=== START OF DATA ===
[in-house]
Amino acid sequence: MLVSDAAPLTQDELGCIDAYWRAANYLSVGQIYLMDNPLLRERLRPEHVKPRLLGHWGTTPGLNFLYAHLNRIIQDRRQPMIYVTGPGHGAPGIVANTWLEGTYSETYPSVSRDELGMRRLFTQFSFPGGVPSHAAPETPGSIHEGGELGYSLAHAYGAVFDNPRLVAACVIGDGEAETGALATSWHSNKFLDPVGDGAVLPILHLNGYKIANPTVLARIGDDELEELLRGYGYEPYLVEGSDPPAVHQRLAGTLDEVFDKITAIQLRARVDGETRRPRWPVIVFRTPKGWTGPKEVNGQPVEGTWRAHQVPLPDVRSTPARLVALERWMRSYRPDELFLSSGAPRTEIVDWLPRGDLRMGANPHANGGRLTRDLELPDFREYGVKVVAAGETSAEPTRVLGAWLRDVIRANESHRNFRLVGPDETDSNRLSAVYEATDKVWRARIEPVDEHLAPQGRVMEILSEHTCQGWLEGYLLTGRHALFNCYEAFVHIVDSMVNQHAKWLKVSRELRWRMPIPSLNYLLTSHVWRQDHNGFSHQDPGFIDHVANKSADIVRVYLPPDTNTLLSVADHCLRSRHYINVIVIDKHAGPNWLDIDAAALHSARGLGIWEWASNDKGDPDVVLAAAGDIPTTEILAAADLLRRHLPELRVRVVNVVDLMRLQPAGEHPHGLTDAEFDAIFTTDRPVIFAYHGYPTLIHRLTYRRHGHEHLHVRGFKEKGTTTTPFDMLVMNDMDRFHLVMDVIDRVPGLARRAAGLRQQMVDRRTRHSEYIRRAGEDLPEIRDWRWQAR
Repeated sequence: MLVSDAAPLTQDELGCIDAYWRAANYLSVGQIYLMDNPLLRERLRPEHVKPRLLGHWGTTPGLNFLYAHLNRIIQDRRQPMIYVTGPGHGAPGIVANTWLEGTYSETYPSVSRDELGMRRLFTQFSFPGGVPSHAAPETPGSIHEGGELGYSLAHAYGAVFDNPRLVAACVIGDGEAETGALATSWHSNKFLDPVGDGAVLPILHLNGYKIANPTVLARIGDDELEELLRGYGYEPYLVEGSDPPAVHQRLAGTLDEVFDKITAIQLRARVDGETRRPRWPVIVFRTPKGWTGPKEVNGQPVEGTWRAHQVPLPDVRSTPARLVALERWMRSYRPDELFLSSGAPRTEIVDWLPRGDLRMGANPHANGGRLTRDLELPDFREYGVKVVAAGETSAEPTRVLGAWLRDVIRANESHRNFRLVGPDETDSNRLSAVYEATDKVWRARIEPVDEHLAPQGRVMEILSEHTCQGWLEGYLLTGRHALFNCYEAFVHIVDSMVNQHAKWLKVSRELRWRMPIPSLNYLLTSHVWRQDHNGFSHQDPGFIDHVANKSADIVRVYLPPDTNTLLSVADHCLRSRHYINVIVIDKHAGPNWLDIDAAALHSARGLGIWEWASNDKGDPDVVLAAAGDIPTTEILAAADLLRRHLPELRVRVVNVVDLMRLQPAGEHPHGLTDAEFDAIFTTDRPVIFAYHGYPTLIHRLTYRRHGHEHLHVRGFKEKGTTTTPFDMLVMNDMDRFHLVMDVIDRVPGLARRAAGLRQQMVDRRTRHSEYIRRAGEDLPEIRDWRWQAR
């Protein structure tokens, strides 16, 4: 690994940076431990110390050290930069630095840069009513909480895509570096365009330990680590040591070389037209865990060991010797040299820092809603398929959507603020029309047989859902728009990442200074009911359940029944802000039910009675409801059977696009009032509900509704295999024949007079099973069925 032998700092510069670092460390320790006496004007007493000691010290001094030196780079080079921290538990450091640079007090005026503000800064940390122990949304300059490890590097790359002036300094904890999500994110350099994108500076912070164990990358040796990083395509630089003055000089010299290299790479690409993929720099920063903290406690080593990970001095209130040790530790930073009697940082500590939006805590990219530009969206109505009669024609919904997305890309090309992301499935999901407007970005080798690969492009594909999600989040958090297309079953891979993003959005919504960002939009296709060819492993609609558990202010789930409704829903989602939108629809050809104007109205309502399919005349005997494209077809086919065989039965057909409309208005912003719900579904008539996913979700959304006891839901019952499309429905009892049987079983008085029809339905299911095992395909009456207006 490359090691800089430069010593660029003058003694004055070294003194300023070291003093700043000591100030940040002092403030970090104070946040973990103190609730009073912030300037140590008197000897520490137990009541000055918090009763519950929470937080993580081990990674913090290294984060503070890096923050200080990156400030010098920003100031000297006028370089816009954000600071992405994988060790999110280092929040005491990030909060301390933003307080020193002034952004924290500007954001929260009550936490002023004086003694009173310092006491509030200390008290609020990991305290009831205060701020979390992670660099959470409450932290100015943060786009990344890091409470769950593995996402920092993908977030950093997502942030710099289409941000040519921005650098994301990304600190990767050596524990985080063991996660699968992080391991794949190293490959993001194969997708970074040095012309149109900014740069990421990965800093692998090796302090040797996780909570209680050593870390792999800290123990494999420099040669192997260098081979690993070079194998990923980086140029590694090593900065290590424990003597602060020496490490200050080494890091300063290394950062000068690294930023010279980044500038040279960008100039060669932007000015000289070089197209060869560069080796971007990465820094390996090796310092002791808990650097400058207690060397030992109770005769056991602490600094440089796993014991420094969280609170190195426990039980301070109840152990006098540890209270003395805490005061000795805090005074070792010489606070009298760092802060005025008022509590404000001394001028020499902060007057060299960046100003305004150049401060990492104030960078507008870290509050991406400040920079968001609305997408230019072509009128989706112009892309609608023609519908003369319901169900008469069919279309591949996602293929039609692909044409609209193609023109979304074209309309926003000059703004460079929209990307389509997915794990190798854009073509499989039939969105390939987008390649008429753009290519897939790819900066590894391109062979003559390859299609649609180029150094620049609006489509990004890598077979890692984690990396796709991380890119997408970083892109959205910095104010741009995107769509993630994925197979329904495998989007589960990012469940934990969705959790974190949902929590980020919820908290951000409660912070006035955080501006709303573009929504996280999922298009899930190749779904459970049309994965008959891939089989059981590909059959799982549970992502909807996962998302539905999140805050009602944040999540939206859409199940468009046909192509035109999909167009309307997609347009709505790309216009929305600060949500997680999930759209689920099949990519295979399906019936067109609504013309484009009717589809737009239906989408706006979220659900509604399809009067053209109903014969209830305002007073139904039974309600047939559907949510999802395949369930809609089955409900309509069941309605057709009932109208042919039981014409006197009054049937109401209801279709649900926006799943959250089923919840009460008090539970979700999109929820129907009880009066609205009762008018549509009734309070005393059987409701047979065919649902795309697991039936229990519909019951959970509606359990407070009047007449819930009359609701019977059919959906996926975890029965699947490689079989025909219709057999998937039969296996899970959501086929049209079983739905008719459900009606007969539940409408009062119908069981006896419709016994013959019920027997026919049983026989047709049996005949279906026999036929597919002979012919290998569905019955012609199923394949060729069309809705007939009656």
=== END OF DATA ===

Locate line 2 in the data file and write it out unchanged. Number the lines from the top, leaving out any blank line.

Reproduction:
Amino acid sequence: MLVSDAAPLTQDELGCIDAYWRAANYLSVGQIYLMDNPLLRERLRPEHVKPRLLGHWGTTPGLNFLYAHLNRIIQDRRQPMIYVTGPGHGAPGIVANTWLEGTYSETYPSVSRDELGMRRLFTQFSFPGGVPSHAAPETPGSIHEGGELGYSLAHAYGAVFDNPRLVAACVIGDGEAETGALATSWHSNKFLDPVGDGAVLPILHLNGYKIANPTVLARIGDDELEELLRGYGYEPYLVEGSDPPAVHQRLAGTLDEVFDKITAIQLRARVDGETRRPRWPVIVFRTPKGWTGPKEVNGQPVEGTWRAHQVPLPDVRSTPARLVALERWMRSYRPDELFLSSGAPRTEIVDWLPRGDLRMGANPHANGGRLTRDLELPDFREYGVKVVAAGETSAEPTRVLGAWLRDVIRANESHRNFRLVGPDETDSNRLSAVYEATDKVWRARIEPVDEHLAPQGRVMEILSEHTCQGWLEGYLLTGRHALFNCYEAFVHIVDSMVNQHAKWLKVSRELRWRMPIPSLNYLLTSHVWRQDHNGFSHQDPGFIDHVANKSADIVRVYLPPDTNTLLSVADHCLRSRHYINVIVIDKHAGPNWLDIDAAALHSARGLGIWEWASNDKGDPDVVLAAAGDIPTTEILAAADLLRRHLPELRVRVVNVVDLMRLQPAGEHPHGLTDAEFDAIFTTDRPVIFAYHGYPTLIHRLTYRRHGHEHLHVRGFKEKGTTTTPFDMLVMNDMDRFHLVMDVIDRVPGLARRAAGLRQQMVDRRTRHSEYIRRAGEDLPEIRDWRWQAR